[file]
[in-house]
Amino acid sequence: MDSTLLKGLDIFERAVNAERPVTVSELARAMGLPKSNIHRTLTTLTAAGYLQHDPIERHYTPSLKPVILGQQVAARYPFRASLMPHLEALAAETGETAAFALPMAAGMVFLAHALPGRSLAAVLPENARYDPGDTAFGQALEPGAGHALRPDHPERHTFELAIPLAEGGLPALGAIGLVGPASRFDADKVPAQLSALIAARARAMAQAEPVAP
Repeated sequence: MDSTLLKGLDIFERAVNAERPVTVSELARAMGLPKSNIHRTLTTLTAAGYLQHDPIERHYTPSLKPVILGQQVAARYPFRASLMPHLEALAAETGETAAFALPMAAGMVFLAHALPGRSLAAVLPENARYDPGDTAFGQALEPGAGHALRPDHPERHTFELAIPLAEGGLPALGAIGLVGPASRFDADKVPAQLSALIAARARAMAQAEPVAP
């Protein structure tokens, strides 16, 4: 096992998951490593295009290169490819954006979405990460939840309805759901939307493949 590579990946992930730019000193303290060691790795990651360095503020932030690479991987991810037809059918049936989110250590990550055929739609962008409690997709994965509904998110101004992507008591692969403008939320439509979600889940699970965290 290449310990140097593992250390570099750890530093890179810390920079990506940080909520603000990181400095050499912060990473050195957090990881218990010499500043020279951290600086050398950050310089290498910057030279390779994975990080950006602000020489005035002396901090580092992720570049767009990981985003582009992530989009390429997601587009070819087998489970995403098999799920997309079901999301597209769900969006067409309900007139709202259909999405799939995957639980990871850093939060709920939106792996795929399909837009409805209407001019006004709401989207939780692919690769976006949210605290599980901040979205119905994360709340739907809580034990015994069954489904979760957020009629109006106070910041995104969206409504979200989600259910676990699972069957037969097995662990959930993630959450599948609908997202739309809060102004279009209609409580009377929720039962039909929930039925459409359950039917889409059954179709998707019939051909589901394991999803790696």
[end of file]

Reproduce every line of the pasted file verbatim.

[in-house]
Amino acid sequence: MDSTLLKGLDIFERAVNAERPVTVSELARAMGLPKSNIHRTLTTLTAAGYLQHDPIERHYTPSLKPVILGQQVAARYPFRASLMPHLEALAAETGETAAFALPMAAGMVFLAHALPGRSLAAVLPENARYDPGDTAFGQALEPGAGHALRPDHPERHTFELAIPLAEGGLPALGAIGLVGPASRFDADKVPAQLSALIAARARAMAQAEPVAP
Repeated sequence: MDSTLLKGLDIFERAVNAERPVTVSELARAMGLPKSNIHRTLTTLTAAGYLQHDPIERHYTPSLKPVILGQQVAARYPFRASLMPHLEALAAETGETAAFALPMAAGMVFLAHALPGRSLAAVLPENARYDPGDTAFGQALEPGAGHALRPDHPERHTFELAIPLAEGGLPALGAIGLVGPASRFDADKVPAQLSALIAARARAMAQAEPVAP
């Protein structure tokens, strides 16, 4: 096992998951490593295009290169490819954006979405990460939840309805759901939307493949 590579990946992930730019000193303290060691790795990651360095503020932030690479991987991810037809059918049936989110250590990550055929739609962008409690997709994965509904998110101004992507008591692969403008939320439509979600889940699970965290 290449310990140097593992250390570099750890530093890179810390920079990506940080909520603000990181400095050499912060990473050195957090990881218990010499500043020279951290600086050398950050310089290498910057030279390779994975990080950006602000020489005035002396901090580092992720570049767009990981985003582009992530989009390429997601587009070819087998489970995403098999799920997309079901999301597209769900969006067409309900007139709202259909999405799939995957639980990871850093939060709920939106792996795929399909837009409805209407001019006004709401989207939780692919690769976006949210605290599980901040979205119905994360709340739907809580034990015994069954489904979760957020009629109006106070910041995104969206409504979200989600259910676990699972069957037969097995662990959930993630959450599948609908997202739309809060102004279009209609409580009377929720039962039909929930039925459409359950039917889409059954179709998707019939051909589901394991999803790696």